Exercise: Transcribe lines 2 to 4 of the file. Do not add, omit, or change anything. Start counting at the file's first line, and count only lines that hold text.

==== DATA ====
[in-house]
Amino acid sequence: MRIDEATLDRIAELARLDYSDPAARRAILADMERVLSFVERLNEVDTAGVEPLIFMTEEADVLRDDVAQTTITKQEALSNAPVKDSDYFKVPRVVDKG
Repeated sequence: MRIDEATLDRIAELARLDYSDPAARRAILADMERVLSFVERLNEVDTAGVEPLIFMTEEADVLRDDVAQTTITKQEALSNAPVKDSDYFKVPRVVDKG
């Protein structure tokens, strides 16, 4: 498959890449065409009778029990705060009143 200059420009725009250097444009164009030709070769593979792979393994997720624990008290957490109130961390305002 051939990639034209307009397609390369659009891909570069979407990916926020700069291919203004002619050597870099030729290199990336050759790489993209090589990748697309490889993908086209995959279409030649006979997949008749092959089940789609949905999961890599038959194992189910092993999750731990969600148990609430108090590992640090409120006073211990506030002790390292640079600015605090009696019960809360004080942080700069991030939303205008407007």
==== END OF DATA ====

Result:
Amino acid sequence: MRIDEATLDRIAELARLDYSDPAARRAILADMERVLSFVERLNEVDTAGVEPLIFMTEEADVLRDDVAQTTITKQEALSNAPVKDSDYFKVPRVVDKG
Repeated sequence: MRIDEATLDRIAELARLDYSDPAARRAILADMERVLSFVERLNEVDTAGVEPLIFMTEEADVLRDDVAQTTITKQEALSNAPVKDSDYFKVPRVVDKG
């Protein structure tokens, strides 16, 4: 498959890449065409009778029990705060009143 200059420009725009250097444009164009030709070769593979792979393994997720624990008290957490109130961390305002 051939990639034209307009397609390369659009891909570069979407990916926020700069291919203004002619050597870099030729290199990336050759790489993209090589990748697309490889993908086209995959279409030649006979997949008749092959089940789609949905999961890599038959194992189910092993999750731990969600148990609430108090590992640090409120006073211990506030002790390292640079600015605090009696019960809360004080942080700069991030939303205008407007």